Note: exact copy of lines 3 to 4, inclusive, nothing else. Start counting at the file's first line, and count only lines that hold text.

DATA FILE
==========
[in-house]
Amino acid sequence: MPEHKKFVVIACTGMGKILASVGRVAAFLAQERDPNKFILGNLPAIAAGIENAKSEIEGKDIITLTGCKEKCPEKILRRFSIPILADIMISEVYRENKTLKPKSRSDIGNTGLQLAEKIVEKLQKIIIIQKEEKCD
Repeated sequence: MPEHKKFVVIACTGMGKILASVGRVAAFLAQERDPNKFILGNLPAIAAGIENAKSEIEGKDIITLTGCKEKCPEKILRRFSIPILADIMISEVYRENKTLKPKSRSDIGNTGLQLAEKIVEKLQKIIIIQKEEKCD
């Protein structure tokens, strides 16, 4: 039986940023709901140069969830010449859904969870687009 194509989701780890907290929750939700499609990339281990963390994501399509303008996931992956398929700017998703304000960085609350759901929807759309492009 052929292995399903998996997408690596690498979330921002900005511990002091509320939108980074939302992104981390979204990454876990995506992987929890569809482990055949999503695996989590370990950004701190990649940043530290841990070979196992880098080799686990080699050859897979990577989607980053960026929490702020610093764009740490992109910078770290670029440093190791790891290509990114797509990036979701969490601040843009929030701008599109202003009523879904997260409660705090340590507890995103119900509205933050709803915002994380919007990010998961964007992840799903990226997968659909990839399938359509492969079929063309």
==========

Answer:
Repeated sequence: MPEHKKFVVIACTGMGKILASVGRVAAFLAQERDPNKFILGNLPAIAAGIENAKSEIEGKDIITLTGCKEKCPEKILRRFSIPILADIMISEVYRENKTLKPKSRSDIGNTGLQLAEKIVEKLQKIIIIQKEEKCD
């Protein structure tokens, strides 16, 4: 039986940023709901140069969830010449859904969870687009 194509989701780890907290929750939700499609990339281990963390994501399509303008996931992956398929700017998703304000960085609350759901929807759309492009 052929292995399903998996997408690596690498979330921002900005511990002091509320939108980074939302992104981390979204990454876990995506992987929890569809482990055949999503695996989590370990950004701190990649940043530290841990070979196992880098080799686990080699050859897979990577989607980053960026929490702020610093764009740490992109910078770290670029440093190791790891290509990114797509990036979701969490601040843009929030701008599109202003009523879904997260409660705090340590507890995103119900509205933050709803915002994380919007990010998961964007992840799903990226997968659909990839399938359509492969079929063309």